Liquid Fluoride Thorium Reactor

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Astronuc

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Should we be so concerned with the initial injection of fissile U235 or concentrate on the Th232/U233 breeder cycle as the majority of operational time will go to that? On another note, perhaps the easiest way to set this up would be based on MWt generated since we can directly calculate fissions per U233 (and small amounts of U235 created from the breeder cycle)
I think one has to start with U-235/Th-232 until one produces enough U-233.
I have seen interviews of the scientists from ORN suggesting that removal of tritium is not an issue, also considering the difficulty in isotopic seperation of Li6 could add a great deal of expense to a reactor on commercial scale when considering the large quantities of salt required.
Laser isotopic enrichment/selection is very advanced.

We are covering an aweful lot of ground here, what are your thoughts as far as where we should focus our energy for now?
There are a lot of technical issues in design a nuclear power system. Just take a look at the DC process. Adding a chemical separation plant in parallel just adds to the complexity (and I'm not sure that is not addressed in current licensing bases). Core and fuel design are a somewhat small but significant part of the system.

Note in WASH-1222 (TABLE I), the proposed Specific Fissile Fuel Inventory for the MSBR is 1.5 kg/MWe. So that for a 1 GWe plants, the inventory would be 1.5 Mt. If that's just the fissile content, then at 3% (by mass), the fertile inventory is about 49 Mt. It also proposes 72% LiF, 16% BeF2, 12% ThF4 and 0.3% UF4 (based on moles?).

If a MSR was to be built, I'd recommend a 200 MWt system, rather than attempting a larger full scale system.

FYI - some options - http://www.gen-4.org/GIF/About/documents/30-Session2-8-Renault.pdf [Broken]
 
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I think one has to start with U-235/Th-232 until one produces enough U-233.
Okay, but I have an objection; I think we should get comfortable with calculations of products off of the Th232/U233 breeder cycle first since fissile ratios will be for the most part consistent before jumping into changing mixtures of fissile that we will see in the primary reactions as U235 is replaced by U233.

I understand that the U235 cycle comes first in operation but it would be nice to have more familiarity with running figures before diving into the shallow end of the pool.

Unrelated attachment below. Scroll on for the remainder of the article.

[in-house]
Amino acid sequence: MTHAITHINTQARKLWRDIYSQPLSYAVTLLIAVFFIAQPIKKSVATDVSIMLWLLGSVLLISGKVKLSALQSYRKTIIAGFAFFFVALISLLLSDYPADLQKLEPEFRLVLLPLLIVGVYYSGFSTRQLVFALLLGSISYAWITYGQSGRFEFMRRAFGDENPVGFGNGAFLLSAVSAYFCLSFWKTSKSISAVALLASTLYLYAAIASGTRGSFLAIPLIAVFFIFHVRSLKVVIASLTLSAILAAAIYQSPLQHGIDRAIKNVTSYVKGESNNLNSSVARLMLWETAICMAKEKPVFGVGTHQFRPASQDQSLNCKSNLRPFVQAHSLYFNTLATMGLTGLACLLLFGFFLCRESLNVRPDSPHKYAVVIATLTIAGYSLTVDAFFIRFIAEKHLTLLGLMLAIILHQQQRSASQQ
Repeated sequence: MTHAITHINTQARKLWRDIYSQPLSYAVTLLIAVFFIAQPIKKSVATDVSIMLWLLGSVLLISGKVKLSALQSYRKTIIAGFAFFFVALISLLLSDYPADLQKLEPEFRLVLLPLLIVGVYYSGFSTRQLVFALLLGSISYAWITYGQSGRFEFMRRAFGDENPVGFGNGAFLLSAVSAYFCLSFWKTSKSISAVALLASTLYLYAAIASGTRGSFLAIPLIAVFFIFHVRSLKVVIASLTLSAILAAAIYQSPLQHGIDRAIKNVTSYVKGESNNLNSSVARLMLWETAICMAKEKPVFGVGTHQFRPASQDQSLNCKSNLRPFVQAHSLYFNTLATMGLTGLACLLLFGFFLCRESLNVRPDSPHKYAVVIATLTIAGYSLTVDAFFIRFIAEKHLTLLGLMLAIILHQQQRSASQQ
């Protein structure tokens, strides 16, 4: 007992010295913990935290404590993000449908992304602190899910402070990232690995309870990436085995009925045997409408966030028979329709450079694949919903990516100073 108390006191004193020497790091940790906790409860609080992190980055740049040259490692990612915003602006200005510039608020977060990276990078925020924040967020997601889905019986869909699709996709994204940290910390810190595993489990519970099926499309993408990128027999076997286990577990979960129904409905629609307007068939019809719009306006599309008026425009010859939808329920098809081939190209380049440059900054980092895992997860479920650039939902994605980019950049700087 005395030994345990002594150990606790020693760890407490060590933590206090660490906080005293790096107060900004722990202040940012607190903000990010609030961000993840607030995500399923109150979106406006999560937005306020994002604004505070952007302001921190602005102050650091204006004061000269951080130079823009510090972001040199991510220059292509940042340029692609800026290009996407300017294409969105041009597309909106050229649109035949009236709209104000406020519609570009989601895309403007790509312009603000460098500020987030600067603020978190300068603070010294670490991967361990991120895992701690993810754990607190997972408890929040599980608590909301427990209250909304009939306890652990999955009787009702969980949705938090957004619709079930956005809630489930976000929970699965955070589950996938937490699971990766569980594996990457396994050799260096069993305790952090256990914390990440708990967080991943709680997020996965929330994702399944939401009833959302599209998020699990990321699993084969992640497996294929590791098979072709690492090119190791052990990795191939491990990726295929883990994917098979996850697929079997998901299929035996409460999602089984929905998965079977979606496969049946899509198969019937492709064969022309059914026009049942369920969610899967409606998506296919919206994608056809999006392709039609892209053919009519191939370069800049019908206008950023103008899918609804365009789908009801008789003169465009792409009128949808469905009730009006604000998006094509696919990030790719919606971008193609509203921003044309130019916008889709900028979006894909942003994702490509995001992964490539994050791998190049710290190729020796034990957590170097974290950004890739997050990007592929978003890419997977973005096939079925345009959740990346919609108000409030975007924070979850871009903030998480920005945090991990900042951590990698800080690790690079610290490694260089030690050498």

Either way, I am ready to crunch.
Laser isotopic enrichment/selection is very advanced.
Any idea where the costs would be? Is removal of Li6 critical for operation? If not is there value in the tritium production?
There are a lot of technical issues in design a nuclear power system. Just take a look at the DC process. Adding a chemical separation plant in parallel just adds to the complexity.
This is your field of expertise, so if you have an idea of where would be best to focus, you have my attention.

It would seem like a good idea to run numbers on the neutron poisons along with fission products that will cause issues with the materials however number of fissions of fissile must be know first (U235/Th232/U233 or the Th232/U233 cycle). What are your thoughts?
 
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Note in WASH-1222 (TABLE I), the proposed Specific Fissile Fuel Inventory for the MSBR is 1.5 kg/MWe. So that for a 1 GWe plants, the inventory would be 1.5 Mt. If that's just the fissile content, then at 3% (by mass), the fertile inventory is about 49 Mt. It also proposes 72% LiF, 16% BeF2, 12% ThF4 and 0.34 (based on moles?).

If a MSR was to be built, I'd recommend a 200 MWt system, rather than attempting a larger full scale system.

FYI - some options - http://www.gen-4.org/GIF/About/documents/30-Session2-8-Renault.pdf [Broken]
For some reason this part of your post wasn't showing before I replied :/

That is a lot of material. We will probably have to read through the ORN documents to get a better idea on whether these figures are based on mols, mass, etc. since the WASH-1222 doc came from that data.

"A 200MWt system rather than attempting a larger full scale system", it's funny to think of 200MWt as 'small'. Can you elaborate why this is a reasonable target for a test reactor?
 
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mheslep

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... In addition, the Li in the LiF should be depleted in Li-6 to minimize tritium production.
Some are proposing a sodium based salt rather than lithium for just that reason.
 
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I actually chose to write a paper on this topic in undergrad. Very very interesting topic. They come with a unique set of problems, but nothing insurmountable. They use familiar, abundant materials (fluoride and thorium), and have a reliable passive safety feature(the salt plug). However, nobody in my class had ever even heard of this reactor type, even though it appears to be competitive with or even superior to LWRs in size and safety. I think more research needs to be done, that's just my two cents.
 
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If I remember right, they didn't become popular because LWR technology had already been developed for submarines, so there was a great deal of research and investment momentum in that direction, even though it might not be the best option for commercial power production.
 
Thorium reactor also produces waste. Less transuranics than uranium cycle, but about the same amount of fission products. This waste needs to be disposed off just the same.
The mass of fission products created is about the same, but it is many times smaller than the total mass of spent fuel rods. About 98% of the mass of a spent fuel rod is unreacted fissile material. On the other hand, a LFTR continuously processes the core salt to remove fission products, while leaving the fissile material in the core salt, where it can react to provide energy. There is no spent fuel assembly to dispose of, and there is no waste of valuable fissile material. In other words, there is no turning valuable fissile material into radioactive waste without deriving energy from it.
 
The mass of fission products created is about the same, but it is many times smaller than the total mass of spent fuel rods. About 98% of the mass of a spent fuel rod is unreacted fissile material.
I know that, and I already said in other thread that IMO spent fuel should be reprocessed, not buried as-is.